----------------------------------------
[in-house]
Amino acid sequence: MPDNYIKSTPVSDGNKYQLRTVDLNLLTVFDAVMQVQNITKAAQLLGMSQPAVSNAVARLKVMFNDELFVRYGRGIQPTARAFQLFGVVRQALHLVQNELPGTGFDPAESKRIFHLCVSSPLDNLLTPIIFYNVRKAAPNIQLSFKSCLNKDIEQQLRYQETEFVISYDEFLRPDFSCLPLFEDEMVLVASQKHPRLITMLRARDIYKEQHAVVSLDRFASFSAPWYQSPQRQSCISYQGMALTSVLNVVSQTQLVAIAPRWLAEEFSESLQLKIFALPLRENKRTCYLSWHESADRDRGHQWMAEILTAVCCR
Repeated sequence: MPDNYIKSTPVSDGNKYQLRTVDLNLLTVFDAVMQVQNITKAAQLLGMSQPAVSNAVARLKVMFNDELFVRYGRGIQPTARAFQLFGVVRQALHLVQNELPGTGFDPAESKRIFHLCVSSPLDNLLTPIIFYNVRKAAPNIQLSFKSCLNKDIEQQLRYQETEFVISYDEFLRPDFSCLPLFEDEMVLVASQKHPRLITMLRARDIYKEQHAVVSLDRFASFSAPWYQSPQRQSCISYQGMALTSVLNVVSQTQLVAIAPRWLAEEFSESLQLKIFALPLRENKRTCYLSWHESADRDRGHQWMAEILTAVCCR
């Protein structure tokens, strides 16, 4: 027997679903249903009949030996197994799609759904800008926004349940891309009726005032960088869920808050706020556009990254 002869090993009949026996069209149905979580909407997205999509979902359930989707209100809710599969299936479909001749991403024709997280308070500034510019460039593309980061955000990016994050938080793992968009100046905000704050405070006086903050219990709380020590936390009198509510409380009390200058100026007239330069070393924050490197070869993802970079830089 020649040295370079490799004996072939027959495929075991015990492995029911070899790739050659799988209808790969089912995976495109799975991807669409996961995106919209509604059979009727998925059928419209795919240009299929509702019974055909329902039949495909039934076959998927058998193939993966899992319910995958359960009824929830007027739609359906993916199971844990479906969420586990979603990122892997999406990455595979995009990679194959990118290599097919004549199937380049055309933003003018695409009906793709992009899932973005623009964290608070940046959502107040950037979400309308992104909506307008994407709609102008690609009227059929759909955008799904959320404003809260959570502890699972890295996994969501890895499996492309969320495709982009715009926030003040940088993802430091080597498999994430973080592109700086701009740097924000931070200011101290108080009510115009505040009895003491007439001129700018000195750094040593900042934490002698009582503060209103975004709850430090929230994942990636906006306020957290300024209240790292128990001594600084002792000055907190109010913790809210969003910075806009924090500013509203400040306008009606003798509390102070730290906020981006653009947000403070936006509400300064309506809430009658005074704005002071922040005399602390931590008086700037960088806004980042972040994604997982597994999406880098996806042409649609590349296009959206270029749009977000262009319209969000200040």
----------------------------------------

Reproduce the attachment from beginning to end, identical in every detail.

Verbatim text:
[in-house]
Amino acid sequence: MPDNYIKSTPVSDGNKYQLRTVDLNLLTVFDAVMQVQNITKAAQLLGMSQPAVSNAVARLKVMFNDELFVRYGRGIQPTARAFQLFGVVRQALHLVQNELPGTGFDPAESKRIFHLCVSSPLDNLLTPIIFYNVRKAAPNIQLSFKSCLNKDIEQQLRYQETEFVISYDEFLRPDFSCLPLFEDEMVLVASQKHPRLITMLRARDIYKEQHAVVSLDRFASFSAPWYQSPQRQSCISYQGMALTSVLNVVSQTQLVAIAPRWLAEEFSESLQLKIFALPLRENKRTCYLSWHESADRDRGHQWMAEILTAVCCR
Repeated sequence: MPDNYIKSTPVSDGNKYQLRTVDLNLLTVFDAVMQVQNITKAAQLLGMSQPAVSNAVARLKVMFNDELFVRYGRGIQPTARAFQLFGVVRQALHLVQNELPGTGFDPAESKRIFHLCVSSPLDNLLTPIIFYNVRKAAPNIQLSFKSCLNKDIEQQLRYQETEFVISYDEFLRPDFSCLPLFEDEMVLVASQKHPRLITMLRARDIYKEQHAVVSLDRFASFSAPWYQSPQRQSCISYQGMALTSVLNVVSQTQLVAIAPRWLAEEFSESLQLKIFALPLRENKRTCYLSWHESADRDRGHQWMAEILTAVCCR
């Protein structure tokens, strides 16, 4: 027997679903249903009949030996197994799609759904800008926004349940891309009726005032960088869920808050706020556009990254 002869090993009949026996069209149905979580909407997205999509979902359930989707209100809710599969299936479909001749991403024709997280308070500034510019460039593309980061955000990016994050938080793992968009100046905000704050405070006086903050219990709380020590936390009198509510409380009390200058100026007239330069070393924050490197070869993802970079830089 020649040295370079490799004996072939027959495929075991015990492995029911070899790739050659799988209808790969089912995976495109799975991807669409996961995106919209509604059979009727998925059928419209795919240009299929509702019974055909329902039949495909039934076959998927058998193939993966899992319910995958359960009824929830007027739609359906993916199971844990479906969420586990979603990122892997999406990455595979995009990679194959990118290599097919004549199937380049055309933003003018695409009906793709992009899932973005623009964290608070940046959502107040950037979400309308992104909506307008994407709609102008690609009227059929759909955008799904959320404003809260959570502890699972890295996994969501890895499996492309969320495709982009715009926030003040940088993802430091080597498999994430973080592109700086701009740097924000931070200011101290108080009510115009505040009895003491007439001129700018000195750094040593900042934490002698009582503060209103975004709850430090929230994942990636906006306020957290300024209240790292128990001594600084002792000055907190109010913790809210969003910075806009924090500013509203400040306008009606003798509390102070730290906020981006653009947000403070936006509400300064309506809430009658005074704005002071922040005399602390931590008086700037960088806004980042972040994604997982597994999406880098996806042409649609590349296009959206270029749009977000262009319209969000200040």